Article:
Guide to tariff classification for Canadian imports: The origins of tariff classification
On this page
- Why tariff classification is important
- History of the Customs Tariff
- The Harmonized Commodity Description and Coding System
- Related links
Why tariff classification is important
To import goods into Canada, you must have a 10-digit tariff classification number for your goods.
The correct classification number means:
- the appropriate amount of duties and taxes get paid
- import statistics used for domestic purposes get collected accurately
The classification number is entered in the commercial accounting Form B3-3, Canada Customs Coding Form (field 27).
Benefits of tariff classification
- Offers measures that relieve duties and foster economic development in Canada
- Helps businesses adjust to competitive pressures
- Reduces duties for Canada's trading partners and gives our businesses better access to their markets
- Protects the health and safety of Canadians
- Gives Canada the right to impose emergency surtaxes on imports that harm our producers
- Lets Canada assert our rights under trade agreements with other countries
Consequences of incorrectly classified goods
- Penalties and interest for non-compliance
- Potential loss of import privileges
- Delays at Canadian border ports of entry
History of the Customs Tariff
The Customs Tariff remains one of the key instruments used by the government to achieve its economic and trade policy objectives. Sections 10, 11 and 20 of the Customs Tariff are especially relevant to tariff classification.
In January 1988, Canada implemented the tariff and import statistical nomenclature (or legal text), which forms part of the Customs Tariff.
Canada did this to fulfill its obligations as a “contracting party” to the World Customs Organization’s (WCO’s) International Convention on the Harmonized Commodity Description and Coding System (the convention).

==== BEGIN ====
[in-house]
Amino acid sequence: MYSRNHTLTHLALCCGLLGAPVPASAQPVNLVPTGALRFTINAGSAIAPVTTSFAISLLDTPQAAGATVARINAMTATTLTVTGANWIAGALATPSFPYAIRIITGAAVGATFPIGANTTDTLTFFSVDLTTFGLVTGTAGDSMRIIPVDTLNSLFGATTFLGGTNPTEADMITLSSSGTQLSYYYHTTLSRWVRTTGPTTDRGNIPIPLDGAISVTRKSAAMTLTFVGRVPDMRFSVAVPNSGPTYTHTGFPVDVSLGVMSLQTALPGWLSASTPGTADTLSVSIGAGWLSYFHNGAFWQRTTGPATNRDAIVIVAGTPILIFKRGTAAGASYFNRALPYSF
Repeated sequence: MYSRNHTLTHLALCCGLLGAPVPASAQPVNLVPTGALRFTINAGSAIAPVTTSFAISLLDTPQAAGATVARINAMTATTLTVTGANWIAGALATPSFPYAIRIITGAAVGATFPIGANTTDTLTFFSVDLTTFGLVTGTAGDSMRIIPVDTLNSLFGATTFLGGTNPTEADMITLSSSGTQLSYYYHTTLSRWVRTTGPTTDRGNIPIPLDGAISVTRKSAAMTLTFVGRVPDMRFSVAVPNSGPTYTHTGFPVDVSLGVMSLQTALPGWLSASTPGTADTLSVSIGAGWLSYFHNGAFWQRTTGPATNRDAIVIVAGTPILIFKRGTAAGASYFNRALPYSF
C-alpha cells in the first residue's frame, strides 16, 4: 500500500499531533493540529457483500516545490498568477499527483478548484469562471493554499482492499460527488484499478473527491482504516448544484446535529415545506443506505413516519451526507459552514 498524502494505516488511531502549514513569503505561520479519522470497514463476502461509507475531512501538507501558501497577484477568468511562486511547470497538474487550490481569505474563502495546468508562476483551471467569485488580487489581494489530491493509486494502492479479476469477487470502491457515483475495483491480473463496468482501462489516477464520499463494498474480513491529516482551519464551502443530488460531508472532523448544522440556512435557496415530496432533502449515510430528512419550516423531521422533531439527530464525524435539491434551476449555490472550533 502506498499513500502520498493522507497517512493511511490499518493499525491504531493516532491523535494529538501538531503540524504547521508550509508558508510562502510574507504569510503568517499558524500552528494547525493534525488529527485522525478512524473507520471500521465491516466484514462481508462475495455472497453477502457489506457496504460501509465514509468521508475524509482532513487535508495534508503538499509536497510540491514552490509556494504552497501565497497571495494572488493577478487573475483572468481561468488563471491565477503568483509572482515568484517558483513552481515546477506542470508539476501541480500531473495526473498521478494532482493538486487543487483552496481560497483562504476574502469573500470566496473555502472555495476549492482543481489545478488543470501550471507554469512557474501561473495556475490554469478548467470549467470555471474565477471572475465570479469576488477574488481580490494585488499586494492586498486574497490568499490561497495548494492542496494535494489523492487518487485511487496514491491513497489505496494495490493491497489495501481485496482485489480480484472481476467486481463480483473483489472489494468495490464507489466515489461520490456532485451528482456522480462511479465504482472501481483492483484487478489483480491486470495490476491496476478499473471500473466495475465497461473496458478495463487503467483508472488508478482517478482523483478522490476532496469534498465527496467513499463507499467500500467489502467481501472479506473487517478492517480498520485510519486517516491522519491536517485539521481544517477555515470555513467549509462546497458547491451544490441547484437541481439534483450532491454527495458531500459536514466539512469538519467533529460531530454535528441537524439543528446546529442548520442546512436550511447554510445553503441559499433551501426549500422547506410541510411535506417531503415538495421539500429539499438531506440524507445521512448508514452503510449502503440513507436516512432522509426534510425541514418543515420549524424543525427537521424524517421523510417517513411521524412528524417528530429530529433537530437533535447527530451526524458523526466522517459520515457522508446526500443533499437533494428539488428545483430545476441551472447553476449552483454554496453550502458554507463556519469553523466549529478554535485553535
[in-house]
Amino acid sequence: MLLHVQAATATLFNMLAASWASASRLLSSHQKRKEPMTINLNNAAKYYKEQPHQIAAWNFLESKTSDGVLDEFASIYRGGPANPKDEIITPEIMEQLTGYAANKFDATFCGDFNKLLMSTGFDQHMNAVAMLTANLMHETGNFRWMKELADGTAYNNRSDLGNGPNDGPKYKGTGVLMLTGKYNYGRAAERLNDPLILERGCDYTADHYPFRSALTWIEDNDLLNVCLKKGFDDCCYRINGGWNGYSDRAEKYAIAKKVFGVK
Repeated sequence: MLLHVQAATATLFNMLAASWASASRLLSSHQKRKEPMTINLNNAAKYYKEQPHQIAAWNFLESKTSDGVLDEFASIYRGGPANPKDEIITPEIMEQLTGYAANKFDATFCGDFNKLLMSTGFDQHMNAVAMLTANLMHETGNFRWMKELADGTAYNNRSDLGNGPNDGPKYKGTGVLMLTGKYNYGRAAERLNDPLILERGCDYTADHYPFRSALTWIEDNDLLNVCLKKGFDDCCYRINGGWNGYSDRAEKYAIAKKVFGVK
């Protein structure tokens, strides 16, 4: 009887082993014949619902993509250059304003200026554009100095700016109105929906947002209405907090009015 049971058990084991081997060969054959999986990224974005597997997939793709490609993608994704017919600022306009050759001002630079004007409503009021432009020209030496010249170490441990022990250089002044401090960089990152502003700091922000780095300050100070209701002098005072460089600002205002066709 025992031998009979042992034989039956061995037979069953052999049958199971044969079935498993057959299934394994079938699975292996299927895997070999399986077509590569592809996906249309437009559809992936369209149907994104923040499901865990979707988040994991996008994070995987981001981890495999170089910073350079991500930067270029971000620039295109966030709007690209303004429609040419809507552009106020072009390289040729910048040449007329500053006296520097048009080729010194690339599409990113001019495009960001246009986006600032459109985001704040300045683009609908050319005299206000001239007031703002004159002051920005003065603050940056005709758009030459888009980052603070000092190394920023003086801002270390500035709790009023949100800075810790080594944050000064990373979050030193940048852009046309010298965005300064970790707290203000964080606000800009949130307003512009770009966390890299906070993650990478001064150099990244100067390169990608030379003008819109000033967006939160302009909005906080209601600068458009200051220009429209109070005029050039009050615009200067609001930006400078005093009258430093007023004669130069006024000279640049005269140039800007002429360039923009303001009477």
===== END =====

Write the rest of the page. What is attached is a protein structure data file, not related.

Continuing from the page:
The WCO is an intergovernmental body that Canada has been a member of since 1971.
The Harmonized Commodity Description and Coding System
The WCO developed the Harmonized Commodity Description and Coding System (or HS) to create consistency in the way goods are classified internationally.
All parties to the convention, including Canada, use the HS as their standard tariff classification system.
HS codes are made up of:
- section, chapter and subheading notes
- General Rules for the Interpretation of the HS
Combined, these provide the standardized approach for the classification of goods internationally.
More than 200 countries and economies use the system:
- as a basis for their customs tariffs
- for the collection of international trade statistics
Over 98% of the goods in international trade are classified according to the HS.
In adopting the HS for economic interests and import statistical purposes, it was necessary to:
- expand the numerical structure of the international system
- by subdividing the subheadings to create tariff items and statistical suffixes
- develop Canadian rules, supplementary notes and statistical notes
- Form B3-3, Canada Customs Coding Form
- Harmonized Commodity Description and Coding System
- Customs Tariff
- World Customs Organization
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